The Blue Brews Bistro at Holywell, a park within the Jamaica Blue Mountains, is the newest restaurant on this gastronomy trail and one to watch. They serve breakfast food all day long and make a divine chai latte.
Learn About Jamaica’s Indigenous people
The Blue Mountains in Jamaica are home to the Windward Maroons, descendants of enslaved Africans who ran away from plantations in the 17th to 19th centuries. They made the rugged mountains their home to avoid recapture. Over time, the Maroons developed a distinct community and culture with their own unique language, cuisine, and laws. To this day, these Maroon communities exist as self-governing sovereignties within the country.
Jamaican Maroons are very proud of their heritage and welcoming of tourists, but reservations are required. Most tour operators can arrange tours to the Windward Maroon communities of Scott’s Hall, Moore Town, Charles Town, and Bowden Pen. Moore Town is the most-visited Maroon community, perhaps because the tour begins at a museum and ends with a roughly one-mile hike to the stunning Nanny Waterfall. Charles Town also has a museum and courtyard where visitors can learn about traditional drumming and dance.
Get lost in a high-elevation botanical garden
The Cinchona Botanical Gardens holds the title of the highest botanical garden in the western hemisphere. It’s in the Blue Mountains of Jamaica and named after the cinchona trees, which were planted there to make a medication to treat malaria. But the disease has long been eradicated from Jamaica, so the garden is no longer as well maintained.
However, it’s still worth visiting as it offers spectacular views and the chance to spot endemic birds and plants, including several colorful Jamaican wild orchids. Park entry is free; however, you’ll either need a four-wheel-drive vehicle that can handle the rough road, or reach the park via a three-mile hike from Content Gap (a high-elevation pass in Saint Andrew Parish).
Camp Under the stars at Holywell
Holywell Park Jamaica
Holywell is a family-friendly park inside the more expansive Jamaica Blue Mountains national park. It has five nature trails, a picnic area, barbecue facilities, three cabins, and a campground. The cabins are popular, so it’s usually necessary to make reservations a few weeks ahead, but campsites are usually available last-minute. And if you don’t have a tent, you can rent one from the park for as low as $15.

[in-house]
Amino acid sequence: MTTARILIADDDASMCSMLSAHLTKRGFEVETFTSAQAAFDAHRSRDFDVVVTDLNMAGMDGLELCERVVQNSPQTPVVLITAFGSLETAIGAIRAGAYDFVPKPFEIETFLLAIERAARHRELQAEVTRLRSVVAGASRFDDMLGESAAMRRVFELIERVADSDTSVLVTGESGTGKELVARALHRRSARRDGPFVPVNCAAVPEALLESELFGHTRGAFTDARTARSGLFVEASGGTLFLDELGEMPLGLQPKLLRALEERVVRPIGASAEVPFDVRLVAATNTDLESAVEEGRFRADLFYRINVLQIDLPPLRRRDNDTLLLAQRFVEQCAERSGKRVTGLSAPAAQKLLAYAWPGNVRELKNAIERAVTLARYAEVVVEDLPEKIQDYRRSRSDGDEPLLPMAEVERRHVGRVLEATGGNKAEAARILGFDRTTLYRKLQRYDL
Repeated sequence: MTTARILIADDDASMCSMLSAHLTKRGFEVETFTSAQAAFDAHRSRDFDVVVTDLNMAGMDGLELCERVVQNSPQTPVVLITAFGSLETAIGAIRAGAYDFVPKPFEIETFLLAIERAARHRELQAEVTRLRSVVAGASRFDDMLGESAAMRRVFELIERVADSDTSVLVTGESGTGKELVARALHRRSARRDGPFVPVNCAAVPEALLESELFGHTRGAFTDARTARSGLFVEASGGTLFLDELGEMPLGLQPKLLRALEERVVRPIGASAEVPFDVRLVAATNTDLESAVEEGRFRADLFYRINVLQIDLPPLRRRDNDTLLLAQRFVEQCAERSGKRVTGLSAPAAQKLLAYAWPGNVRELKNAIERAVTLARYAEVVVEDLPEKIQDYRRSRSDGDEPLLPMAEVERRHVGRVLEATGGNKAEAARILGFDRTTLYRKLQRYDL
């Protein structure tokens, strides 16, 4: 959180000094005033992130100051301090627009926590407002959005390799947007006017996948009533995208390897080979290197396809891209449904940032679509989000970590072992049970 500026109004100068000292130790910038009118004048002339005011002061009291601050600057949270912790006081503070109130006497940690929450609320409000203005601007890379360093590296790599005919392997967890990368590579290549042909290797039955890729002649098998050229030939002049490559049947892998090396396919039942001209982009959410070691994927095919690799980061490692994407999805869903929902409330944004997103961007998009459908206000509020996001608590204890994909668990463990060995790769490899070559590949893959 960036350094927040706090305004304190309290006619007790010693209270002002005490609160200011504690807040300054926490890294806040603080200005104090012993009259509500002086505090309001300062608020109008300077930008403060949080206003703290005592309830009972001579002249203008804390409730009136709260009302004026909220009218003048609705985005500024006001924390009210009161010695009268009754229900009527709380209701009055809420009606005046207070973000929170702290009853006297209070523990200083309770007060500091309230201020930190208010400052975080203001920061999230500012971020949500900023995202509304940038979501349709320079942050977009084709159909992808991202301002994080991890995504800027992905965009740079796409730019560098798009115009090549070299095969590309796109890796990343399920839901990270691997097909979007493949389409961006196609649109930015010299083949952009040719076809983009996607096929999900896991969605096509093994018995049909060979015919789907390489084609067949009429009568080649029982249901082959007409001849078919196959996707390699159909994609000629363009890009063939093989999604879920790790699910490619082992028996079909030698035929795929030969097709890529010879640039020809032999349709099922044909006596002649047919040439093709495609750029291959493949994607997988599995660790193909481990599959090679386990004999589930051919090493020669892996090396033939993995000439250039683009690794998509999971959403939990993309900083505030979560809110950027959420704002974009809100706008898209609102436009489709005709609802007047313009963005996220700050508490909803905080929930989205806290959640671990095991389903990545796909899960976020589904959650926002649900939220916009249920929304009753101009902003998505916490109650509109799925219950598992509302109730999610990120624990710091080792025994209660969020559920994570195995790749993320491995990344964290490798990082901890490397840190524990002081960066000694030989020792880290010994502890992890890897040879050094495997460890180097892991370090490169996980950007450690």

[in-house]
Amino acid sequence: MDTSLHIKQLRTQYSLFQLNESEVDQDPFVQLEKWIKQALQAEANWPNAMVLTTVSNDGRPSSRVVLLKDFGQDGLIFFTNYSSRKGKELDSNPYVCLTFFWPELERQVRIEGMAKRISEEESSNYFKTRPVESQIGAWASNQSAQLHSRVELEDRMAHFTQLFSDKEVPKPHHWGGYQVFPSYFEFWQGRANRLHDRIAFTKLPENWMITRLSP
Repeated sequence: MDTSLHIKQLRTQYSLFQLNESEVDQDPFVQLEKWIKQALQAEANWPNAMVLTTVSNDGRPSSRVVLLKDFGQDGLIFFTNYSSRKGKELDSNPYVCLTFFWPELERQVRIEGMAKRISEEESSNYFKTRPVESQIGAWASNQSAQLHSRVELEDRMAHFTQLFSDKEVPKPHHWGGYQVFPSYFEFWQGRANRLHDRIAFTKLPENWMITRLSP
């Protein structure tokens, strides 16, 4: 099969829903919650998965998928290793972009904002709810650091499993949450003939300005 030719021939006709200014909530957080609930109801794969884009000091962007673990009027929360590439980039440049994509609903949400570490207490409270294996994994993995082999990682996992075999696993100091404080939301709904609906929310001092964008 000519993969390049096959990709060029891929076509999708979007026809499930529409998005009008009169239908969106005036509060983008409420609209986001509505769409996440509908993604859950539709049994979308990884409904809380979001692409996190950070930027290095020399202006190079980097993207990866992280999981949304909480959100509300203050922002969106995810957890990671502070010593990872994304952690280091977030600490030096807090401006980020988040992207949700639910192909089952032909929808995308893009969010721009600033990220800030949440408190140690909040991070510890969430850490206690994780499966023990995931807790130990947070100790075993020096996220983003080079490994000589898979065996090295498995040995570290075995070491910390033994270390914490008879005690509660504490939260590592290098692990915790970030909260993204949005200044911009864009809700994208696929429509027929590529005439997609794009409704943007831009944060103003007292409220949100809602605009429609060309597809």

From Holywell, visitors can admire the beautiful Milky Way above and the city lights of Kingston below after sunset. It’s one of the few places in Jamaica that gets cold enough for a campfire and roasting s’mores, so bring an extra layer if you’re planning to spend the night. And consider waking up early to go birdwatching: all of Jamaica’s 30 endemic bird species have been spotted at Holywell. The best chance for spotting the birds is on the nature trails, which range in intensity from gentle to moderate, with distances ranging from a quarter-mile to just under one mile.
Visit a Rastafarian village
Rastafari is an Afrocentric religion and social movement that began in Jamaica during the 1930s. Adherents are called Rastafarians and easily recognized by their dreadlocked hair. Rastafarians often lead a simple life closely intertwined with nature, and many secluded areas across Jamaica are home to Rasta communities.
Guests who want to learn more about Rastafarianism can visit a village on the outskirts of Irish Town in the Jamaica Blue Mountains. Getting there requires a .4-mile hike through lush coffee plantations with panoramic hillside views. At the village, locals are happy to teach their culture and traditions to visitors. The community offers tours.
Guests are allowed to participate in sabbath worship ceremonies, including Nyabinghi chanting, drumming, and smoking marijuana through pipes. They also offer tutorials on farming, woodcarving, Nyabinghi drumming, and crochet, plus tours to explore the surrounding mountains and coffee plantations. For a more immersive experience, book a room in the School of Vision Guesthouse to enjoy the Rasta organic vegan diet known as “ital food.” The host’s Airbnb listing has details on the various activities available and who to contact to book them.
Cycle through the Blue Mountains
If you don’t have much time but want to see as much of the Blue Mountains in Jamaica as possible, consider taking a cycling tour with Blue Mountain Tours. The ride is downhill and lasts for around three hours, covering anywhere between nine to 12 miles through the lush countryside. Prices include pick up from most hotels plus lunch.
Travelers who would like to be even more active while exploring the Blue Mountains in Jamaica can opt for a waterfall/hike/bike combination tour, or book a private tour to have more control over the distance (and difficulty) of the ride.